#istandwithbeyonceblackstjames

January 2, 2020

I support Beyonce Black St. James, the performer that was invited by All Home to speak and perform at the recent All Home Homelessness System Conference. Several Neighborhood House staff attended this conference and found the information at the conference extremely valuable, and her performance empowering.

LGBTQ People of Color are underrepresented in the research, service delivery staff, and leadership of organizations and institutions addressing homelessness, yet overrepresented in the number of people actually experiencing homelessness. I commend conference organizers for featuring a LGBTQ Person of Color as part of the official program. The conference organizers recognized that it is not possible to address the root causes of homelessness without talking about racism, homophobia and transphobia.

However, because her performance was sexually suggestive, some people felt uncomfortable. Staff attending the conference come from different backgrounds with different beliefs and values that should be respected. It is the responsibility of conference planners, not the performer, to explain the context and relevance of the performance and ensure attendees are able to make a choice to participate. According to the Trans Women of Color Solidarity Network press release, “prior to her drag performance, Ms. St. James volunteered her time with a cultural presentation as a featured speaker; additionally, she took the precaution of getting her performance approved by conference organizers and providing numerous announcements about her performance to conference attendees.”

After national news outlets picked up the story from the Seattle Times, a video of the performance went viral. Critics have used this performance as an opportunity to harass, threaten and invade the privacy of Beyonce Black St. James and attack the institutions trying to end homelessness. This is the type of hate that causes homelessness. Homophobia and transphobia drive a wedge between parents and children, cause LGBTQ people to feel unsafe at home, at school and at church. Homophobia and transphobia drives young people to deny their identity and consider suicide. The hate being expressed against Beyonce Black St. James online is making her feel unsafe and for good reason. According to the FBI, reports of anti-trans violence increased 34 percent between 2017 and 2018. And while overall crime is declining, hate crime against all groups is at historically high levels and increasing.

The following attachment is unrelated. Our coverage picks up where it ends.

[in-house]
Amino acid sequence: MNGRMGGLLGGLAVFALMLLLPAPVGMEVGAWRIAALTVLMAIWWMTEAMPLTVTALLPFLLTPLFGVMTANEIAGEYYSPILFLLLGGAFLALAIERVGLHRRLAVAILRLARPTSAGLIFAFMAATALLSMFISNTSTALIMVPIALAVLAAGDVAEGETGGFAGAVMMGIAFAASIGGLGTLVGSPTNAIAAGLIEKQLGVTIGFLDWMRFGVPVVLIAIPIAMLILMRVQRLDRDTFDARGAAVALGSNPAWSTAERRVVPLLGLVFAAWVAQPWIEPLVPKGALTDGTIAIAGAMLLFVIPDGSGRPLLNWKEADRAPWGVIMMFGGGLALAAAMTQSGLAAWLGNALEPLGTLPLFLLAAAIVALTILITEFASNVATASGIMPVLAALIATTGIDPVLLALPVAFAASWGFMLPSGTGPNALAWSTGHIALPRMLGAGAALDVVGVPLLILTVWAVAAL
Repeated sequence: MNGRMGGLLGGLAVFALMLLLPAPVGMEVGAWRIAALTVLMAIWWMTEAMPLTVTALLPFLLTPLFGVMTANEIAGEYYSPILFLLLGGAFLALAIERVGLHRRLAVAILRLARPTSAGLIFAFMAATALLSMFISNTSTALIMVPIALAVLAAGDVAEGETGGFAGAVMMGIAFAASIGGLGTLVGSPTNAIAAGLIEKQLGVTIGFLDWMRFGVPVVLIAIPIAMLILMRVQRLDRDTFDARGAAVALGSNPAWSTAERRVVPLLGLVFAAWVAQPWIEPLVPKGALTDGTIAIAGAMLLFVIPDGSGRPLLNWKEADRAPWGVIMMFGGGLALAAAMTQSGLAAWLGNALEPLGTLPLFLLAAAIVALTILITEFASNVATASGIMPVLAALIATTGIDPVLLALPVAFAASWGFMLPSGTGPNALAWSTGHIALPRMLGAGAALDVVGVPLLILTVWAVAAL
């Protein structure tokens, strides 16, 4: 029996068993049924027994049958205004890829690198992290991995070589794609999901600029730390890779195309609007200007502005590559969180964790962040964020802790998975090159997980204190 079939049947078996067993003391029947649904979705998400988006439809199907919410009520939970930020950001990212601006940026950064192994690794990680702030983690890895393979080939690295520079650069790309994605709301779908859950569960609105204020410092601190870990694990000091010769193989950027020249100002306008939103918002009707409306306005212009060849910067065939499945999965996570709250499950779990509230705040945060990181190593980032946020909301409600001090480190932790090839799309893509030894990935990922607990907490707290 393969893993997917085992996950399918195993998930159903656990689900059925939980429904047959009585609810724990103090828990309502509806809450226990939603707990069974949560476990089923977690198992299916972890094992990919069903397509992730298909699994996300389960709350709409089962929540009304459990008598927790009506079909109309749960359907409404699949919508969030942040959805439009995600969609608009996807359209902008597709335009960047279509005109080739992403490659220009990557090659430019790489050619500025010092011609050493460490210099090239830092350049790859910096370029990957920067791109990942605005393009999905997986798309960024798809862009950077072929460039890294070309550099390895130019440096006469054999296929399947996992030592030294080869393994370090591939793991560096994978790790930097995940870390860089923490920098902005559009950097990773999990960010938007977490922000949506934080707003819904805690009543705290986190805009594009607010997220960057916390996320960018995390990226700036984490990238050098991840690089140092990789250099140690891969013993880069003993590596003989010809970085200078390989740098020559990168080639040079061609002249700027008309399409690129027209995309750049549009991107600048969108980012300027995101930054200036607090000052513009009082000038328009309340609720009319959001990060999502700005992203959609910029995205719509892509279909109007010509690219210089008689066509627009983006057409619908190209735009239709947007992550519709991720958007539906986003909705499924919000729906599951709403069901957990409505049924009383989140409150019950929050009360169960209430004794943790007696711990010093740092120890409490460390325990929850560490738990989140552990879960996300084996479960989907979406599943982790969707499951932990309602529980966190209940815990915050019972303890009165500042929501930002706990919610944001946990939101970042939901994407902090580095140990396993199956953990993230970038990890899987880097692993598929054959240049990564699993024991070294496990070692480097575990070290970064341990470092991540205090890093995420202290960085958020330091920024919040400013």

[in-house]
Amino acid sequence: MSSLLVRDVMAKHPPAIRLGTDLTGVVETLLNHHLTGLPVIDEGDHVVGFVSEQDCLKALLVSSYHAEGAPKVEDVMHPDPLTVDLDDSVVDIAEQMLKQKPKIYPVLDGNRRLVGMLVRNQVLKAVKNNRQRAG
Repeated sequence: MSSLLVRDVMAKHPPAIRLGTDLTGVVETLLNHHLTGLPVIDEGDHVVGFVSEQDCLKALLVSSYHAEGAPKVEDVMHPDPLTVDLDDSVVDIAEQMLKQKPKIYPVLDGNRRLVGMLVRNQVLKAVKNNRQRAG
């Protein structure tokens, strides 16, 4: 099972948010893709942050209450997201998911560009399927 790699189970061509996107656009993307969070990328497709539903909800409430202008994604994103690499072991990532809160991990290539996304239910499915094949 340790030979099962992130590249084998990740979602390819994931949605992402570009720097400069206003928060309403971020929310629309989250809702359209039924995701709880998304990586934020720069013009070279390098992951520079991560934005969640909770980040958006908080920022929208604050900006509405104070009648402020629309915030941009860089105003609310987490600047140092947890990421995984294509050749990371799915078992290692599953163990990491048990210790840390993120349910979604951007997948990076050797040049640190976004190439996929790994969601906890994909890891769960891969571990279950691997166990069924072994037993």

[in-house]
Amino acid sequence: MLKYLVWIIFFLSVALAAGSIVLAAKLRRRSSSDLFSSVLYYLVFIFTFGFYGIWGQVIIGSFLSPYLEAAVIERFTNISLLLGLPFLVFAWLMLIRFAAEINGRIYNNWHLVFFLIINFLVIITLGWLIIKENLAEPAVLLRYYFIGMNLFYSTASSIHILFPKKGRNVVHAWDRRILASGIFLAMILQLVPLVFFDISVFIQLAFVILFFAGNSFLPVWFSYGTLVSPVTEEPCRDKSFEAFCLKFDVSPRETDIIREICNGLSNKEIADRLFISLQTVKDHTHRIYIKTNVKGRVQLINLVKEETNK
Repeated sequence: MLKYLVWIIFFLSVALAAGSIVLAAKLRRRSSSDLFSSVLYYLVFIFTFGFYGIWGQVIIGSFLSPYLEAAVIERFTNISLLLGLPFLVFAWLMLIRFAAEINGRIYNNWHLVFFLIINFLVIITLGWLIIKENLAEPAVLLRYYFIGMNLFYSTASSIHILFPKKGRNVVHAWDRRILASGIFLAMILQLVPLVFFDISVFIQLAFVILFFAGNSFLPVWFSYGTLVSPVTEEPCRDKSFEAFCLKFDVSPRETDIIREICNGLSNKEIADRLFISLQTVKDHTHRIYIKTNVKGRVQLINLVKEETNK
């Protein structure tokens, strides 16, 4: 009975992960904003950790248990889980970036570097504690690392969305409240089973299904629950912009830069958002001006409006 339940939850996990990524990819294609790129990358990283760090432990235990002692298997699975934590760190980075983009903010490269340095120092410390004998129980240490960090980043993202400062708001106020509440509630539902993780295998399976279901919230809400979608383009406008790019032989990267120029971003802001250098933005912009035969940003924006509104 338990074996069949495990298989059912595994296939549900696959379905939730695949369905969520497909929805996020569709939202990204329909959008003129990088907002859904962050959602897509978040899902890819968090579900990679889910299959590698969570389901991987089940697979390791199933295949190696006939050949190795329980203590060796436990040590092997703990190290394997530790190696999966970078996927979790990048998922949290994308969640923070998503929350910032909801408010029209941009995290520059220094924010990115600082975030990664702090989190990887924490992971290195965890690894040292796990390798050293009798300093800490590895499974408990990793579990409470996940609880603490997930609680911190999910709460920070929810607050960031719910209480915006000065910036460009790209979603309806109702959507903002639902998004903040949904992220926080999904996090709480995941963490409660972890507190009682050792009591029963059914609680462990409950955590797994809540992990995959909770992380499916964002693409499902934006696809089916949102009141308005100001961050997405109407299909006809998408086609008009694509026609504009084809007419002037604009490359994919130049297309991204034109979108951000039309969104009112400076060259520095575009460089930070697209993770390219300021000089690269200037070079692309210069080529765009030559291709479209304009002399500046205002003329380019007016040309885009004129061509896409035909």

According to the Human Rights Campaign, transgender people face additional challenges like lack of protection from discrimination, harassment, stigma, and poverty. Lack of protection from discrimination translates to higher unemployment for transgender people. The National Transgender Discrimination Survey (NTDS) found that 15 percent of respondents were living in severe poverty (making less than $10,000/year). For transgender people of color, those rates were even higher, with 34 percent of Black and 28 percent of Latina/o respondents reporting a household income of less than $10,000 a year.

I condemn the harassment and threats Beyonce Black St. James has endured as a result of the sensational media coverage of her performance and her LGBTQ identity. Neighborhood House joins with The Protecting Black Transfemmes Task Force, Trans Women of Color Solidarity Network, UTOPIA, Lavender Rights Project, Ingersoll Gender Center, QLaw, and many others to #standwithbeyonceblackstjames.

Neighborhood House’s organizational values include Social Justice and Valuing Staff. This month’s Equity IRL puts those values to the test. If you would like to have a conversation about the issues addressed in month’s article, please reach out to me or your supervisor.

How can you help? Help Beyonce Black St. James turn this negative experience into a positive by subscribing to her Facebook and Instagram and use the #istandwithbeyonceblackstjames hash tag on your social media.

In order to be able to live at all in America I must be unafraid to live anywhere in it, and I must be able to live in the fashion and with whom I choose. – Alice Walker, author of The Color Purple

By Janice Deguchi, Executive Director